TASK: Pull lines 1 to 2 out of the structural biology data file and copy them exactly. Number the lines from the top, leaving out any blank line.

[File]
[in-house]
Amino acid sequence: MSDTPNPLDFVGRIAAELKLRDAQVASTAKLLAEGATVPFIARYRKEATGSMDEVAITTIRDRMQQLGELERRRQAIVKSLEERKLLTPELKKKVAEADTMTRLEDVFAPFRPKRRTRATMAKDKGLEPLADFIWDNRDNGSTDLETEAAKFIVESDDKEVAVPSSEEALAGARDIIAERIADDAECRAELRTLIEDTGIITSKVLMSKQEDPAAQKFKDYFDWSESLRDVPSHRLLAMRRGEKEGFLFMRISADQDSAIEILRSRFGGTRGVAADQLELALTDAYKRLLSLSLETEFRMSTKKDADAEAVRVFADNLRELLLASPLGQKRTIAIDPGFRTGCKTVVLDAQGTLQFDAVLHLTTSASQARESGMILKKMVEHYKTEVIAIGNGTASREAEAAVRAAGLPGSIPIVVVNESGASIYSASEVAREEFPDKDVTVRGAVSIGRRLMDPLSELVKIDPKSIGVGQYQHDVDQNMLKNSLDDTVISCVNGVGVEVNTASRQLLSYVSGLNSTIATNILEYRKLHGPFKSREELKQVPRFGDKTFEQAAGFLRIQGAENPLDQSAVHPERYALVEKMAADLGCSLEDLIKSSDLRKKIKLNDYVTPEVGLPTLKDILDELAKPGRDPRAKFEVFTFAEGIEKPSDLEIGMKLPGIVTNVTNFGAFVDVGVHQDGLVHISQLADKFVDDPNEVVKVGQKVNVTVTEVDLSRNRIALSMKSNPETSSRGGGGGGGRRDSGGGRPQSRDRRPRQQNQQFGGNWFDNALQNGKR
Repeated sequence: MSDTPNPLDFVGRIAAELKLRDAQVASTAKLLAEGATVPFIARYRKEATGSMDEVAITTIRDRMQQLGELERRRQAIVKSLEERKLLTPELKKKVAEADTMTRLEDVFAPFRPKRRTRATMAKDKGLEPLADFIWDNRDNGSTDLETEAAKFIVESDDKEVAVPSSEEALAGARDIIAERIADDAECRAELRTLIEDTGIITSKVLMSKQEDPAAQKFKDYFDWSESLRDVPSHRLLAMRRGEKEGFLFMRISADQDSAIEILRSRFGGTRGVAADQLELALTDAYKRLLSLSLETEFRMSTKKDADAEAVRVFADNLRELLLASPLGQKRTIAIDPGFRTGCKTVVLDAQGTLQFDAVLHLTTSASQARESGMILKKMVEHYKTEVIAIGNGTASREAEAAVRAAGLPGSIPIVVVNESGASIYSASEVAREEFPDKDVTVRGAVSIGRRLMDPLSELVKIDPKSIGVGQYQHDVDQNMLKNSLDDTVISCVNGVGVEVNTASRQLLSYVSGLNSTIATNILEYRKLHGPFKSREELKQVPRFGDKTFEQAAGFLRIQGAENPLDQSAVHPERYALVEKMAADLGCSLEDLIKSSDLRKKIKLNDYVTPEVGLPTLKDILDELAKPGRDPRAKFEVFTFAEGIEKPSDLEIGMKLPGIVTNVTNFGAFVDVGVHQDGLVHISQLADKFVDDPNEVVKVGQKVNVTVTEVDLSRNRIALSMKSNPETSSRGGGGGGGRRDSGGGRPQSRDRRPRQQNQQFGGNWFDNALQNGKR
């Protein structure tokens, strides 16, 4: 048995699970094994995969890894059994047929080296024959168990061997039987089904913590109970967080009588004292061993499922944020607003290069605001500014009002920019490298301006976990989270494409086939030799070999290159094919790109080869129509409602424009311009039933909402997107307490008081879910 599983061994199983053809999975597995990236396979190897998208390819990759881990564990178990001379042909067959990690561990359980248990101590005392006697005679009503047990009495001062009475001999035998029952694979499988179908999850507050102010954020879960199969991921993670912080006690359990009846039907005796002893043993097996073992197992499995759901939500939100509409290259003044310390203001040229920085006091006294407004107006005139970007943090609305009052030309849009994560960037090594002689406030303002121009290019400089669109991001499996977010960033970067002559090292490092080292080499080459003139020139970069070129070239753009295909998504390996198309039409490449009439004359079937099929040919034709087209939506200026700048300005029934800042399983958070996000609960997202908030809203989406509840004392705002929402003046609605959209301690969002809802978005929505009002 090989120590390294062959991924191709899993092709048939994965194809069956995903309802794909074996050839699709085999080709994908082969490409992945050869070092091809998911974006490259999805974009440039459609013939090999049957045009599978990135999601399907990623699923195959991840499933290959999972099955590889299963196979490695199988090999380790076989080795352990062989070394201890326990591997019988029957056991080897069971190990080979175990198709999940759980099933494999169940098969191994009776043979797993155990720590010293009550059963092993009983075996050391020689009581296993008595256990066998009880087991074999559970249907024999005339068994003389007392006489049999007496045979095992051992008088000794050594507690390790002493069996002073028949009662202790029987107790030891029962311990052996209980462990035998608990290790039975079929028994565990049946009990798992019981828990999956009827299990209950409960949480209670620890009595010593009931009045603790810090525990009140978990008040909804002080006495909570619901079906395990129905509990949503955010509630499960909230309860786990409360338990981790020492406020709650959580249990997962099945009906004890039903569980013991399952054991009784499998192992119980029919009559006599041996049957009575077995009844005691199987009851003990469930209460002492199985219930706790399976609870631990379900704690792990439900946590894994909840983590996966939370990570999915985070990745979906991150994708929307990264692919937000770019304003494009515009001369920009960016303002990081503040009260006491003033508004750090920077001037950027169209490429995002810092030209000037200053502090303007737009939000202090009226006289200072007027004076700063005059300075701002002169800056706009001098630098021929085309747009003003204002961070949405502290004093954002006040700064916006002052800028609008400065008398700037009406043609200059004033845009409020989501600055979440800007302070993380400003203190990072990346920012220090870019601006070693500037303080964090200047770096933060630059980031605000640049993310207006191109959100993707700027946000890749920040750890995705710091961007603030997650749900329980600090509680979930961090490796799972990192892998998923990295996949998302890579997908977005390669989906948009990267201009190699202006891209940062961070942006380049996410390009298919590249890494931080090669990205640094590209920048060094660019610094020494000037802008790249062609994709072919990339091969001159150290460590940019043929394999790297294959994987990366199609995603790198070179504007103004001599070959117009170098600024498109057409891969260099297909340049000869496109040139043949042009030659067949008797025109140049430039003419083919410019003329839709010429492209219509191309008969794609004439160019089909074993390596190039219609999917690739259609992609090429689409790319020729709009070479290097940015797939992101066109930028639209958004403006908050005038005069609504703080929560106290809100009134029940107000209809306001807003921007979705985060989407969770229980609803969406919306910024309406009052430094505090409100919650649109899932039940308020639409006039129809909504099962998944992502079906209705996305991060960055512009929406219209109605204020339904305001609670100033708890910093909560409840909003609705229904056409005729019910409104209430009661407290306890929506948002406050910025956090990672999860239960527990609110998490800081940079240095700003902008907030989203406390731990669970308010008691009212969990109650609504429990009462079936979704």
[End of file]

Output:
[in-house]
Amino acid sequence: MSDTPNPLDFVGRIAAELKLRDAQVASTAKLLAEGATVPFIARYRKEATGSMDEVAITTIRDRMQQLGELERRRQAIVKSLEERKLLTPELKKKVAEADTMTRLEDVFAPFRPKRRTRATMAKDKGLEPLADFIWDNRDNGSTDLETEAAKFIVESDDKEVAVPSSEEALAGARDIIAERIADDAECRAELRTLIEDTGIITSKVLMSKQEDPAAQKFKDYFDWSESLRDVPSHRLLAMRRGEKEGFLFMRISADQDSAIEILRSRFGGTRGVAADQLELALTDAYKRLLSLSLETEFRMSTKKDADAEAVRVFADNLRELLLASPLGQKRTIAIDPGFRTGCKTVVLDAQGTLQFDAVLHLTTSASQARESGMILKKMVEHYKTEVIAIGNGTASREAEAAVRAAGLPGSIPIVVVNESGASIYSASEVAREEFPDKDVTVRGAVSIGRRLMDPLSELVKIDPKSIGVGQYQHDVDQNMLKNSLDDTVISCVNGVGVEVNTASRQLLSYVSGLNSTIATNILEYRKLHGPFKSREELKQVPRFGDKTFEQAAGFLRIQGAENPLDQSAVHPERYALVEKMAADLGCSLEDLIKSSDLRKKIKLNDYVTPEVGLPTLKDILDELAKPGRDPRAKFEVFTFAEGIEKPSDLEIGMKLPGIVTNVTNFGAFVDVGVHQDGLVHISQLADKFVDDPNEVVKVGQKVNVTVTEVDLSRNRIALSMKSNPETSSRGGGGGGGRRDSGGGRPQSRDRRPRQQNQQFGGNWFDNALQNGKR